The Clan of the Cave Bear (Earth's Children, #1) - Jean M. Auel, Sandra Burr "The Land of Painted Caves. While I had read that that book wasn't so hot, I did read reviews that praised the first few books. So I went out and got my hands on an audiobook of the first in the Earth's Children series.

First off, I have to give kudos to Auel for all the research and time she put into this novel. This woman didn't go, "I'm going to write a pre-historic novel" and then just throw in some almost modern humans in a wallpaper world. This book transports you back before cars and computers, before women's rights and civil rights, into a fantasy realm of what the world might have been like before the modern age. It was vibrant and meticulously detailed. I loved how the Others could speak but the Clan could not; how the Clan could access memories but were bad at new innovations while the opposite was true of the Others. A lesser author, like I said, would have seen the work needed and given up; Auel pushed on and produced a damn fine novel.

Besides the vibrant setting, the characters were detailed and intricate. My favorites were Iza and Creb, but I also liked Ayla herself, Brun, and Ooba (sp?). I liked how Iza embraced Ayla and was thoughtful enough to pass along the medicine woman trade, trying to think of Ayla's future. Iza was a warm, loving, kind-hearted, strong woman. Creb was fantastic. I thought he was sweet and kind, a good father-figure for Ayla, and I loved the comparisons between him and Ayla and between him and Ayla's son, Dirk. Ayla was a great character; she grows so much throughout the book. She tries to find her place in the clan; she is constantly testing the boundaries, but not because she is always defiant. Ayla is just not Clan; she is of the Others, and that breeding comes through. I liked the differences that she accented between Clan and Others: speech, crying, differences in body shape (I really liked how the Clan had a different perception of beauty). There were a few times when she (or her son) got really close to that Mary Sue line--the amount of times she breaks rules and is able to keep from being killed is pretty astonishing. However, I think Ayla did have enough faults, and was legitimately punished enough that I didn't focus on it too much. (I wonder, though, how far it is into the series before her turn to Mary Sue-ism comes is complete.) Brun was a great strong leader; he listened to his people, but wasn't afraid of action, afraid of punishment. And Ooba became such a sweet, loving sister to Ayla. I couldn't help but think of me and my sister when I read about the two.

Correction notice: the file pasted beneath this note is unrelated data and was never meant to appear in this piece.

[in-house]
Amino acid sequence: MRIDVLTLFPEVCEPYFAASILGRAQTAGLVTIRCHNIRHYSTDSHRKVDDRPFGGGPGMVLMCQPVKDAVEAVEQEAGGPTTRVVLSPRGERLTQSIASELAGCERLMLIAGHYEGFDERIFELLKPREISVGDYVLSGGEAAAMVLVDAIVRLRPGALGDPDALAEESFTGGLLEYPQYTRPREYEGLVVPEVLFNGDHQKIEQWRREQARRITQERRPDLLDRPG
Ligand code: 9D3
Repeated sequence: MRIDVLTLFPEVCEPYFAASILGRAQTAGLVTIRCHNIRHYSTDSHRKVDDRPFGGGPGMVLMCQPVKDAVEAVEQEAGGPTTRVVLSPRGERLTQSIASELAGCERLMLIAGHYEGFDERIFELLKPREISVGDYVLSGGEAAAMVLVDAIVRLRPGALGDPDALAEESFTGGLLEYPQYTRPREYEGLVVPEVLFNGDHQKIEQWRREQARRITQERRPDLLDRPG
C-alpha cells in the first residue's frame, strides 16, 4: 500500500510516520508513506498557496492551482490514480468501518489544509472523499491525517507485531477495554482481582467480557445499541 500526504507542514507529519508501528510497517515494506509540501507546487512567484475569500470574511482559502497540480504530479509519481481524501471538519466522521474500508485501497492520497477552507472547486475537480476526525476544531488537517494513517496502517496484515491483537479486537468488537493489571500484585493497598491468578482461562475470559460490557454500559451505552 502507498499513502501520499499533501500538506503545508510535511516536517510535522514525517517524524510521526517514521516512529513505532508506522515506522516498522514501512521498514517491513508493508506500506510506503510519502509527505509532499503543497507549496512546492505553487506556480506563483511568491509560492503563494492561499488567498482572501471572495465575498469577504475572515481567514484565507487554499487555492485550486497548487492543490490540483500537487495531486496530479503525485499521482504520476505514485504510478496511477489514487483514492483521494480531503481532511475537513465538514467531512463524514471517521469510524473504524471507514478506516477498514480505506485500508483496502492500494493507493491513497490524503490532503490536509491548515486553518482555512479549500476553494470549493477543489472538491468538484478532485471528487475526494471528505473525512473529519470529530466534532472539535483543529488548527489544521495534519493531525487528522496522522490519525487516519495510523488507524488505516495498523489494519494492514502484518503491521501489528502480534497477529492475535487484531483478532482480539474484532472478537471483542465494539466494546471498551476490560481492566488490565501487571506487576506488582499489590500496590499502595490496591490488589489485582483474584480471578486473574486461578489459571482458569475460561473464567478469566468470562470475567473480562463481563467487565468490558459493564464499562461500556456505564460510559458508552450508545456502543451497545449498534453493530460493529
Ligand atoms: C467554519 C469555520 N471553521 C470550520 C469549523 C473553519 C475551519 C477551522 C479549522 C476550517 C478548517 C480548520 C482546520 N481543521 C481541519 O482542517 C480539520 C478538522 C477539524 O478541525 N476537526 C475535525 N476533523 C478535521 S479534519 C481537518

The story meanders along Ayla's life, her struggles to become Clan, and her tension with Broud. I loved how she learned to hunt with a sling, and I liked how she became a good medicine woman, how she would drop everything to try to save someone's life. I got to learn so much in this book, my mind was bent to new depths--what would life be like living in a cave? What was the world like before?

If anything about the story bugged me, it would be the sudden departures into talking about mixing medicines. As I said above, I loved the research Auel put into this book; that said, inserting several passages ONLY to show what plants mixed with what roots would make a cure for this ailment got old. Fast. Fortunately, there were not TOO many of these scenes, but there were enough to be noteworthy.

Also, there is quite a bit of violence/abuse in this novel. Women are basically treated like property. Men can beat women and be completely justified--this happens to Ayla quite a few times in the book. Men also can force a woman to have sex whenever the desire hits them--even if the woman is not their wife. Again, this happens to Ayla quite a bit, in a rather uncomfortable rape montage (nothing is too graphic, however). While I am sure this is more realistic than having Clan women burning their bras (or whatever they would have used for bras), it is not for everyone and was rather uncomfortable at times to listen to. Sometimes, I wanted to smack some sense into these Clan men--how dare you treat someone like that! Being female does NOT mean being stupid and being unable to think for yourself! Ultimately, I appreciated how Auel did NOT resort to writing the Clan as if they were wise, with modern sensibilities about feminism...but I still hated the abuse.

I honestly cannot wait to start reading the next book. I am desperate to know what happens to Ayla...does she meet up with her people? Does she find a mate? I've read enough reviews to know some of the answers to my questions, but that doesn't make me any less eager to read for myself. I greatly enjoyed reading this prehistoric journey, and I definitely recommend--with the caveat that there is some abuse/violence to be on the lookout for.